… thereby starting a very clear, and very determined war of words with Germany and the “no-haircut” axis which is also waging a cold war against none other than the US, under whose guidance the IMF released its debt sustainability report last week over the objections of Merkel, Schauble and company.

To be sure, this statement makes life for Tsipras very difficult as the local population will demand why he didn’t fight for the debt haircut he promised, a haircut which even the IMF says is not critical.

But the ball is now in Germany’s court, and of course Greece’s, which now has a very determined, and very unexpected ally, one which Tsipras called “criminal” three short weeks ago.


Late this afternoon:

Europe Readies Emergency “Humanitarian” Action Plan For Greece

On Tuesday evening, a flood of headlines from Brusselsindicated that German Chancellor Angela Merkel was set to tighten the screws on Greek PM Alexis Tsipras by standing firm on debt haircuts and ensuring that any new proposal from the troika would include harsher conditions than those that comprised the pre-referendum deal.

Among the other headlines to hit the wires as Merkel’s “nein” comments poured in, was the following rather disconcerting bit from Jean-Claude Juncker:


“Just in case Greece decides to disobey, Europe is ready to treat Greece as an African nation,” we quipped.

Minutes ago, the “humanitarian” plan commentary was back:


Clearly, Europe is now preparing for an imminent Grexit and if the above is any indication, the fallout will be an economic catastrophe that’s orders of magnitude worse than what Greeks have experienced over the last several weeks.

From Bloomberg: 


Euro-area officials have informally discussed a contingency arrangement whereby the ECB maintains liquidity to the Greek banking system in return for a guarantee for the loans, people familiar with the matter say


Officials at finance ministries and ECB have exchanged views on need for keeping or increasing liquidity to respond to humanitarian situation in the country


Arrangement would help Greek banks to keep operating if negotiations over the country’s bailout drag on

Graham Summers has it right:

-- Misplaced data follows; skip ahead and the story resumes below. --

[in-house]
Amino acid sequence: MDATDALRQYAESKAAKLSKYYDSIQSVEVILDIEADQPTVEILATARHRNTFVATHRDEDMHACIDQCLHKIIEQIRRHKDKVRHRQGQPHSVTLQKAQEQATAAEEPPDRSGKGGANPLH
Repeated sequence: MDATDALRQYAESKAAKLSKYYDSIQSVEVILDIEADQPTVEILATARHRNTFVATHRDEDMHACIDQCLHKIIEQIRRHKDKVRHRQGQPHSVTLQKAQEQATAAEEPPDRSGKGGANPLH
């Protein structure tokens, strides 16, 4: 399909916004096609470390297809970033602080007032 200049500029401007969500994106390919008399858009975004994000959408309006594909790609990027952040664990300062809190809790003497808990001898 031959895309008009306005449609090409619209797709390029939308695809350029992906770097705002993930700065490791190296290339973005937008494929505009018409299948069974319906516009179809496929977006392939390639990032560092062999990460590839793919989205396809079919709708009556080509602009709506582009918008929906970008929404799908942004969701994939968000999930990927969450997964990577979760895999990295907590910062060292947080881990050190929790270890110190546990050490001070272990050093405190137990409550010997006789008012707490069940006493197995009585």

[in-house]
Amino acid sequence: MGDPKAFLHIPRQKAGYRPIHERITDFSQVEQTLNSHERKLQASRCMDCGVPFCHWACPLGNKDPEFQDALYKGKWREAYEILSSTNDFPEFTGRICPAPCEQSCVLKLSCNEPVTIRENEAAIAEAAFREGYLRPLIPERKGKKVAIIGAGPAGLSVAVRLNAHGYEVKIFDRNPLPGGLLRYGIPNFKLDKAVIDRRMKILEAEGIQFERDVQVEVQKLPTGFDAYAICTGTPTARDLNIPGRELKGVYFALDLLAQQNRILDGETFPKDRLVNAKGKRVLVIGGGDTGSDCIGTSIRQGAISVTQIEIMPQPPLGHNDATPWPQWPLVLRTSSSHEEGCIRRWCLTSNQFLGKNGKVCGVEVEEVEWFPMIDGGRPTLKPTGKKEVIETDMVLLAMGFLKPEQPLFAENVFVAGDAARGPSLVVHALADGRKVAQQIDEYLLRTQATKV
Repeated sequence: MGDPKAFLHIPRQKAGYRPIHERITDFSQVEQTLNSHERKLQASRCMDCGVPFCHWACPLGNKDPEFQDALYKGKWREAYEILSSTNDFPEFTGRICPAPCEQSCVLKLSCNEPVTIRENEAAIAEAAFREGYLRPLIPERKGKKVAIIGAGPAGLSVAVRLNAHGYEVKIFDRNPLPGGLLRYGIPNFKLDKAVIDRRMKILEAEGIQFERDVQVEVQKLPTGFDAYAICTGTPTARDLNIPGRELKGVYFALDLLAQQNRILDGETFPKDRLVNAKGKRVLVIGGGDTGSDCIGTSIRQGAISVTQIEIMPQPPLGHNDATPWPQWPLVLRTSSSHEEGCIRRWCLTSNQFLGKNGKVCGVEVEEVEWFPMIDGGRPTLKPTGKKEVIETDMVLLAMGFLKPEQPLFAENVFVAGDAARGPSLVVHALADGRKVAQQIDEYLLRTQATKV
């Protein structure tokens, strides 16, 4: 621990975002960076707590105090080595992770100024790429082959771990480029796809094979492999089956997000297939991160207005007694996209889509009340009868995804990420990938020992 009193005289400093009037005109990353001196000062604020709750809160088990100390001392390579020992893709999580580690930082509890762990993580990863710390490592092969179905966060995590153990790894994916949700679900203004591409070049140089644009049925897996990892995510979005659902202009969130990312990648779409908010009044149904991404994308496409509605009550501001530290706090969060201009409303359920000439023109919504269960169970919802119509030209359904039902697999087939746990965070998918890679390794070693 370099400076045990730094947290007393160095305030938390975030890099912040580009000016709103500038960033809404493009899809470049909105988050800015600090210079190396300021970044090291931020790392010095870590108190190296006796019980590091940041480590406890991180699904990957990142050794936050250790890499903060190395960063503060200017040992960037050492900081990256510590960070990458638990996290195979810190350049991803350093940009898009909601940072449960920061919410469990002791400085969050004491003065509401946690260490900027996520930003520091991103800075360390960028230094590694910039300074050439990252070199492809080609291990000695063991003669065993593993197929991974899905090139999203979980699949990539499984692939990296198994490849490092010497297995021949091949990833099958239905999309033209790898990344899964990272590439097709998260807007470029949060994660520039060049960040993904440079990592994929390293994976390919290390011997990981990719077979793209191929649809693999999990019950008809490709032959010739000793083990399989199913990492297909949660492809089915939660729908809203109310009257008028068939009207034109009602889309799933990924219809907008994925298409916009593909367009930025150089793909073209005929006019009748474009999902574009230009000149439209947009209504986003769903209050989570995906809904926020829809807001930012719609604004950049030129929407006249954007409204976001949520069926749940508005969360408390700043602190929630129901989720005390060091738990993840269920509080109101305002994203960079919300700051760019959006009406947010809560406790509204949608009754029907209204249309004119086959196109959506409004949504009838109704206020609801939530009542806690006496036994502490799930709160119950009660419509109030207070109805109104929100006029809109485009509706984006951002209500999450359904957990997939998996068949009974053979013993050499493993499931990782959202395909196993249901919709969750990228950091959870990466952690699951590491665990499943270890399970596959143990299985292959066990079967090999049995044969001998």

(courtesy Graham Summers/Phoenix Capital Research)

Greece is Just the First of MANY Countries That Will Be Going Belly-Up

ALL of the so called, “economic recovery” that began in 2009 has been based on the Central Banks’ abilities to rein in the collapse.


The first round of interventions (2007-early 2009) was performed in the name of saving the system. The second round (2010-2012) was done because it was generally believed that the first round hadn’t completed the task of getting the world back to recovery.


However, from 2012 onward, everything changed. At that point the Central Banks went “all in” on the Keynesian lunacy that they’d been employing since 2008. We no longer had QE plans with definitive deadlines. Instead phrases like “open-ended” and doing “whatever it takes” began to emanate from Central Bankers’ mouths.


However, the insanity was in fact greater than this. It is one thing to bluff your way through the weakest recovery in 80+ years with empty promises; but it’s another thing entirely to roll the dice on your entire country’s solvency just to see what happens.


In 2013, the Bank of Japan launched a single QE program equal to 25% of Japan’s GDP. This was unheard of in the history of the world. Never before had a country spent so much money relative to its size so rapidly… and with so little results: a few quarters of increased economic growth while household spending collapsed and misery rose alongside inflation.


This was the beginning of the end. Japan nearly broke its bond market launching this program (the circuit breakers tripped multiple times in that first week). However it wasn’t until late 2014 that things truly became completely and utterly broken.


We are, of course, referring to the Bank of Japan’s decision to increase its already far too big QE program, not because doing so would benefit the country, but because it would bring economists’ forecast inline with governor Kuroda’s intended inflation numbers.